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Reverence the Integrity of Others

Last week I wrote about the phrase “Reverence the Integrity of Self,” our truest, deepest Self in Christ, and how when we truly reverence that creature, we will desire to bring her to full life.  More than that, when we commit to that reverence in the Lord’s presence, we will be obeying Him.

This week I continue with Fr. Bonnell Spencer’s explanation of the vows that monks take.  So, what about the vow of “chastity?”  You might very well say, “Dorothy, what does that vow have to do with me?  I have no intention of becoming a monk or nun.”  Most of the time, those of us who are not part of those kinds of religious communities, misinterpret their vow of chastity by making it too specific – i.e. meaning celibacy – meaning not having sex with anyone.  That's all it means.  Right?

But what if I told you that’s not what Fr. Spencer’s next definition says?  He writes that chastity means to “Reverence the integrity of Others.”  Reverence the integrity of Others in the same way that we would reverence the integrity of who God means us to be as individuals.  God made each and every other person to be a magnificent creature that loves Him with all their heart, mind, soul, and strength.  Reverence their integrity, their authenticity before God, in that way.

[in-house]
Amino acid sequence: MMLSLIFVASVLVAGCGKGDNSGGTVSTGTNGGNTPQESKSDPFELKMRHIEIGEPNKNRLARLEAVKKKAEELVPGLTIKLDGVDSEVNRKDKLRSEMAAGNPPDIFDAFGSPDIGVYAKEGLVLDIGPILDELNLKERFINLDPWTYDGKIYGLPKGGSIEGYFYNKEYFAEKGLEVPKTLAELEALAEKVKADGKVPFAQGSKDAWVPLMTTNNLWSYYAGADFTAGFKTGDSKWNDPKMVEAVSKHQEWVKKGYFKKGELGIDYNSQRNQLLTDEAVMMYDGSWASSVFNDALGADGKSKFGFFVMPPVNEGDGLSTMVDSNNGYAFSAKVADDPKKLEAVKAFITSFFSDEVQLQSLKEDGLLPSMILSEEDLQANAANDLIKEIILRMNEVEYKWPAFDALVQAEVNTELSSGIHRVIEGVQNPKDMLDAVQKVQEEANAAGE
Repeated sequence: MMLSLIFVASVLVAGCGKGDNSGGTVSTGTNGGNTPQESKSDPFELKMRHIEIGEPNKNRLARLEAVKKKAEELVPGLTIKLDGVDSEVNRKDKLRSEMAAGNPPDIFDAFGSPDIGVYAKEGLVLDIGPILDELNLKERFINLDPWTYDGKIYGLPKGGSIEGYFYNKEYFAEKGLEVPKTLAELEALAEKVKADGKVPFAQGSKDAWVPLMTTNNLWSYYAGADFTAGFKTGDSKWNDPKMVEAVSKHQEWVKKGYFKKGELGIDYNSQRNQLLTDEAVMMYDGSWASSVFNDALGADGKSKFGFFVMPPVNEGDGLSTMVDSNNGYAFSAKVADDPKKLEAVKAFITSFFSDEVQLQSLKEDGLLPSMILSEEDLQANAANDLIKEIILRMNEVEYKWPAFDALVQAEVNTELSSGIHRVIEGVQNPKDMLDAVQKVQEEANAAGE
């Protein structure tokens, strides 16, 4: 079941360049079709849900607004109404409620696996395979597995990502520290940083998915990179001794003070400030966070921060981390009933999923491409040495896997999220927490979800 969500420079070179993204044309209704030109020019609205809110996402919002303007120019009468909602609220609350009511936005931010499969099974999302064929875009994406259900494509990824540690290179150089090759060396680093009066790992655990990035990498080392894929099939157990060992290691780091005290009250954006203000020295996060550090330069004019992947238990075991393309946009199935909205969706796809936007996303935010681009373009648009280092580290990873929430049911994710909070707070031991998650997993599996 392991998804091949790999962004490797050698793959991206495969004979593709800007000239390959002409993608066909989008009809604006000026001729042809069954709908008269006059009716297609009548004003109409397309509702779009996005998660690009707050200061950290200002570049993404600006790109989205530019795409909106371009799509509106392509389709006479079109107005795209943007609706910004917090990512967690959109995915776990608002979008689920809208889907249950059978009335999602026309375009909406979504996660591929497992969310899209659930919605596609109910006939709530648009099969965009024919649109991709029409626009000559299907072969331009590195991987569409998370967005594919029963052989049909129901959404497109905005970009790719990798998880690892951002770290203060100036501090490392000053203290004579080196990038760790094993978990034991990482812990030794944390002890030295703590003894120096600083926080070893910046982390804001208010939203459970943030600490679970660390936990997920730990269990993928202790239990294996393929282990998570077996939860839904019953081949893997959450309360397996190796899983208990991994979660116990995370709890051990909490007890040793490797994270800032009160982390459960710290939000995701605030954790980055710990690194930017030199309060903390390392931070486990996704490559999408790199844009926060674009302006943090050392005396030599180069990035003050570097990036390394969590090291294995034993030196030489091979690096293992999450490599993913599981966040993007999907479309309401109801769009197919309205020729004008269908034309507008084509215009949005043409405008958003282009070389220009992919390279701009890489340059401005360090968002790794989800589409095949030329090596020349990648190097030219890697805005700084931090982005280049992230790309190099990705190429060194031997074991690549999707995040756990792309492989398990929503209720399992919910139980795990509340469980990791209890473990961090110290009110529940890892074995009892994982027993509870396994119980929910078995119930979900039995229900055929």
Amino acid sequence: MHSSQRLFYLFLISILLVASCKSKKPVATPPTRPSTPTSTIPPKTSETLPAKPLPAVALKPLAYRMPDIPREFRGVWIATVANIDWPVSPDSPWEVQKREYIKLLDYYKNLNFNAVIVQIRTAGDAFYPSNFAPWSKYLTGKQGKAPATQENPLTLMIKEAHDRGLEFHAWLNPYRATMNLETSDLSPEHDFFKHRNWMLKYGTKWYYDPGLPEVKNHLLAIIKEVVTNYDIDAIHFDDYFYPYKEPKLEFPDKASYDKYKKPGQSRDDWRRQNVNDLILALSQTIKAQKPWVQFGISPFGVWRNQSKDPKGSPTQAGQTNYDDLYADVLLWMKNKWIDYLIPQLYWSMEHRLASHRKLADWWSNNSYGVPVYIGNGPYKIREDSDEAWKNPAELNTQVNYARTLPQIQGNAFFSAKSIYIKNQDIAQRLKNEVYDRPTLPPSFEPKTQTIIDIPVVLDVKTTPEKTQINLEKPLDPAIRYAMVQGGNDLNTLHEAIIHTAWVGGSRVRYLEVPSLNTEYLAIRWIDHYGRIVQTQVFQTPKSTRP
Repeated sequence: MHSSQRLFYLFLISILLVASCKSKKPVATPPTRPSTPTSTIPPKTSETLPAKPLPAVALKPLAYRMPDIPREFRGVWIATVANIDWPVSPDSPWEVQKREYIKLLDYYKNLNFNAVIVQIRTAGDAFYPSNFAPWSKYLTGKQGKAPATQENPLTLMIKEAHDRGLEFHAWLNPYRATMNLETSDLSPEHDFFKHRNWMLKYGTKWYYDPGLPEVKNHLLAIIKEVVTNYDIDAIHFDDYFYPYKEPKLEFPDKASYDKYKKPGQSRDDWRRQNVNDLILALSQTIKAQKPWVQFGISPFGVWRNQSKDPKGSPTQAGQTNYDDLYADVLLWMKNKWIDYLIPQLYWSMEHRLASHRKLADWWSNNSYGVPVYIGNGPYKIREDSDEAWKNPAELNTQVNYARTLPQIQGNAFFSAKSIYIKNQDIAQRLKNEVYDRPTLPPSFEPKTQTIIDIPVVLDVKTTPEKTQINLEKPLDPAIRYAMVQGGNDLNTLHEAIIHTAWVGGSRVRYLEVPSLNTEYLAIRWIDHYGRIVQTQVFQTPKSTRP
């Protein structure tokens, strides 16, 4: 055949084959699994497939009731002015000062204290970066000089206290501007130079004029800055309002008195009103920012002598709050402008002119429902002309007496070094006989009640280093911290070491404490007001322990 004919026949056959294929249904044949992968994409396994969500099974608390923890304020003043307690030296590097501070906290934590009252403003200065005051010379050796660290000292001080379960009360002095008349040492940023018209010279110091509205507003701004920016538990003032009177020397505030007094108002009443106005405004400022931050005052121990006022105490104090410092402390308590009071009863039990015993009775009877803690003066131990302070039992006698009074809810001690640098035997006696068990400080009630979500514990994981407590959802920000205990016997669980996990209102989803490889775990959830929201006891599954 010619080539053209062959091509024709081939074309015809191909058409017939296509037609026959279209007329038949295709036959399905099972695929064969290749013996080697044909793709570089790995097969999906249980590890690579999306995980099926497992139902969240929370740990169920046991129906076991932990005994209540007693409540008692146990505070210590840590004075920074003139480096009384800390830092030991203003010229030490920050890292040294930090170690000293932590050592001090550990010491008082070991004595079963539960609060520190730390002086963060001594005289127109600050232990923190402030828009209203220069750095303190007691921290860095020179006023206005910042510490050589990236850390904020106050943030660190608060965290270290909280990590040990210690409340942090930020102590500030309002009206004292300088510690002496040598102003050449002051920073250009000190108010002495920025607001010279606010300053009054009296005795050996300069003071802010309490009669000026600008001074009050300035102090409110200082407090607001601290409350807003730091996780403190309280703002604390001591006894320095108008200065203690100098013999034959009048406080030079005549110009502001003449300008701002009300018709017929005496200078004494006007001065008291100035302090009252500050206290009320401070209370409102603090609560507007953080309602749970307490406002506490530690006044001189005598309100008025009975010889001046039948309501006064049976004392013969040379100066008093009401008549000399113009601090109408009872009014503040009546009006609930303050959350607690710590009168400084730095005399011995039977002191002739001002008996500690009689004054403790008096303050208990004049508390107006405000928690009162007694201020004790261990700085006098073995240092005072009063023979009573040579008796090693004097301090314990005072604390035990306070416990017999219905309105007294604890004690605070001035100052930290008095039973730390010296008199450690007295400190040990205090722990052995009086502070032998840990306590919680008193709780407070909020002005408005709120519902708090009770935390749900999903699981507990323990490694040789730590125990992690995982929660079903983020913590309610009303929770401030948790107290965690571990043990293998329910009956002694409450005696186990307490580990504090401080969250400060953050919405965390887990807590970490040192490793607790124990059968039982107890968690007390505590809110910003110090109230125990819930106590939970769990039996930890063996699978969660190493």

If we were able to do that, can you see that we would never intentionally do anything that would harm them.  All our behavior toward other people would be “chaste.”  Can you see that any or all of us are called to do that, be that.  It's ever so much more than merely being celibate.  In fact, in this definition, celibacy isn't part of the picture, because this definition includes people who are married.  No, to be chaste in all our relationships is to reverence the other person's integrity as a child of God.  This is another way to view the second half of the Great Commandment:  Love your neighbor as yourself.

Suppose we already understand this and are rocking along, with good will in our hearts toward other people – at least toward those in our church.  Problems begin when other people do not have this understanding, inclination, or desire to be chaste in all their relationships.  Terrible ugliness can occur as a result. 

What do we do then?  How can we continue to reverence the integrity of that person who causes such harm?  Is there a difference between respect and reverence?  Are we supposed to forgive?  I submit to you that even if a total rupture in relationship happens or needs to happen, and that no matter how difficult it is, that there is truth in what I’m about to say.

It is possible to believe in the integrity in God’s sight, of the offender, while at the same time having lost total respect for that person’s behavior.  For the sake of our own soul, and no matter how difficult it is, or long it takes, we do need to find a way to forgive. 

This is true, even if the total rupture has happened, and we no longer even see the offender.  The offense is still in our heart.  These are tough words.  I know.  We need to find a way to forgive.  Forgiveness is an important part of our own healing.  What did Jesus say about how many times we are to forgive?  70 x 7.  That does not mean we’re to be a mat to be walked all over.  That would not be reverencing our own integrity.  Nevertheless, we need to find a way to forgive.

Next week I’ll write more about forgiveness.

Leave me a comment.  

And remember, you're awesome!  God holds you in the palm of His hand.


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